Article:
The research was conducted by Gill Mien and Robert Grant of Kingston University in London and appeared in the journal BMC Geriatrics. (Read it here.) They analyzed data on pet ownership and health that was collected as part of an ongoing research project called the Whitehall II Study. This is a long-term investigation of the impact of occupational and social factors on the mental and physical health of British civil servants. Every two years since 1984, participants have been surveyed about their health and well-being. Phase 9 of the study was collected between 2007 and 2009. In addition to questions about mental and physical health, the Phase 9 administration of the survey also included several items related to pet ownership.
The study included 6,575 participants between the ages of 59 and 79. About 2,000 of these individuals lived with a pet. Thirty-seven percent of the subjects had dogs and 62% had cats. Most of the items in Phase 9 were standardized measures of physical and mental health. There were also questions related to the participants’ levels of exercise and aspects of the quality of their sleep. Finally, several questions concerned how the subjects felt about their neighborhoods, for example, friendliness, safety, and cleanliness.
As shown in this graph, there were no meaningful differences between physical and mental health pet owners and non-owners, though pet owners were slightly worse off on a few measures.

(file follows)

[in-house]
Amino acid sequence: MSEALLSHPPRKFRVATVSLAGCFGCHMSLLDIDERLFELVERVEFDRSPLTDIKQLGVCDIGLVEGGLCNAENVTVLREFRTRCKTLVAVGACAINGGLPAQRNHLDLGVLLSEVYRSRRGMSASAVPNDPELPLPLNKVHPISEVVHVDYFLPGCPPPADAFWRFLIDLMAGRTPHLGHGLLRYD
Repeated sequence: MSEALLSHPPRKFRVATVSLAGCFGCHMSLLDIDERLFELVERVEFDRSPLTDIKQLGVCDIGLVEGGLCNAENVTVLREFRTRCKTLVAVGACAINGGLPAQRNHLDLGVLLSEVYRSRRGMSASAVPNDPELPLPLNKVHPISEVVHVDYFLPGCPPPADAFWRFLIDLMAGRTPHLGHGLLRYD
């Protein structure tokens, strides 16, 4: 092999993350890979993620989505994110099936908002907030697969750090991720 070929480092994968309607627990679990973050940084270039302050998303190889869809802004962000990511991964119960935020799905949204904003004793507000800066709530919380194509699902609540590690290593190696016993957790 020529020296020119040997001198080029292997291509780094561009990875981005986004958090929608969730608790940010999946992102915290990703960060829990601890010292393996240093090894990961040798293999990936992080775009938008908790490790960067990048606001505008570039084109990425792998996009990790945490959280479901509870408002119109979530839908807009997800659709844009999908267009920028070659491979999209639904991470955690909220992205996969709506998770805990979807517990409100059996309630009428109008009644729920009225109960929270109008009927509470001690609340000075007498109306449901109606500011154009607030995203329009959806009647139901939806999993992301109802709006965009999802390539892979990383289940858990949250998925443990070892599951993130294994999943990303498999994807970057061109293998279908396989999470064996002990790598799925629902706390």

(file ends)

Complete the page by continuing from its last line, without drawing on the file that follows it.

Here are the results:
- General health and number of chronic illnesses – No differences
- Quality of life – No differences
- General mental health – No differences
- Depression – Pet-owners were slightly worse off
- Depression & Anxiety Inventory – Pet-owners were slightly worse off
- Cognitive status (Mini-Mental State Exam) – No differences
- Mobility – No differences
- Number of doctor visits – No differences
- Taking hypertension drugs – No differences
- Lung capacity – No differences
- Body mass index – Pet-owners were slightly heavier
In short, the researchers concluded, “There were little or no differences in health variables, other than slightly worse mental health and higher BMI in owners.”
The Good News?
The lack of impact of pets on the subjects’ health and well-being was striking. Believers in the pet effect, however, can take some small comfort in a few of the results.